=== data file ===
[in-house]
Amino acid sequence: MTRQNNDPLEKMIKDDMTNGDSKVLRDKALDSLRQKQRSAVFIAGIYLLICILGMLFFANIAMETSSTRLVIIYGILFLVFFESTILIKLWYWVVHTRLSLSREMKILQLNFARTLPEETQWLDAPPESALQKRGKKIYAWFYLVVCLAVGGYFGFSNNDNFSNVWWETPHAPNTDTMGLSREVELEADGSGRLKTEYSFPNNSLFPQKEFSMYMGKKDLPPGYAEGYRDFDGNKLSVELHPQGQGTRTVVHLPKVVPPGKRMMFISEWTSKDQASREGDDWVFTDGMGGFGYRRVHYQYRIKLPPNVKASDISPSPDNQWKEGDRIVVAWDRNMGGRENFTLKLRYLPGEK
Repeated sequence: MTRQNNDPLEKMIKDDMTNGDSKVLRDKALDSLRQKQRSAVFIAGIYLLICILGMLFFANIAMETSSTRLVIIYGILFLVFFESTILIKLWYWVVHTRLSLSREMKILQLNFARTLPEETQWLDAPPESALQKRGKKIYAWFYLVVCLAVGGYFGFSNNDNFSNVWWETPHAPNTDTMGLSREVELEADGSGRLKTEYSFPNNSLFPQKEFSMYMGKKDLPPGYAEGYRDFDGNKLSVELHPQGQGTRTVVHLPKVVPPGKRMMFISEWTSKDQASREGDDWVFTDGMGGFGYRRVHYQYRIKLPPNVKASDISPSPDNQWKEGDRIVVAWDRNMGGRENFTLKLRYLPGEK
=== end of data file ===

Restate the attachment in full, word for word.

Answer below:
[in-house]
Amino acid sequence: MTRQNNDPLEKMIKDDMTNGDSKVLRDKALDSLRQKQRSAVFIAGIYLLICILGMLFFANIAMETSSTRLVIIYGILFLVFFESTILIKLWYWVVHTRLSLSREMKILQLNFARTLPEETQWLDAPPESALQKRGKKIYAWFYLVVCLAVGGYFGFSNNDNFSNVWWETPHAPNTDTMGLSREVELEADGSGRLKTEYSFPNNSLFPQKEFSMYMGKKDLPPGYAEGYRDFDGNKLSVELHPQGQGTRTVVHLPKVVPPGKRMMFISEWTSKDQASREGDDWVFTDGMGGFGYRRVHYQYRIKLPPNVKASDISPSPDNQWKEGDRIVVAWDRNMGGRENFTLKLRYLPGEK
Repeated sequence: MTRQNNDPLEKMIKDDMTNGDSKVLRDKALDSLRQKQRSAVFIAGIYLLICILGMLFFANIAMETSSTRLVIIYGILFLVFFESTILIKLWYWVVHTRLSLSREMKILQLNFARTLPEETQWLDAPPESALQKRGKKIYAWFYLVVCLAVGGYFGFSNNDNFSNVWWETPHAPNTDTMGLSREVELEADGSGRLKTEYSFPNNSLFPQKEFSMYMGKKDLPPGYAEGYRDFDGNKLSVELHPQGQGTRTVVHLPKVVPPGKRMMFISEWTSKDQASREGDDWVFTDGMGGFGYRRVHYQYRIKLPPNVKASDISPSPDNQWKEGDRIVVAWDRNMGGRENFTLKLRYLPGEK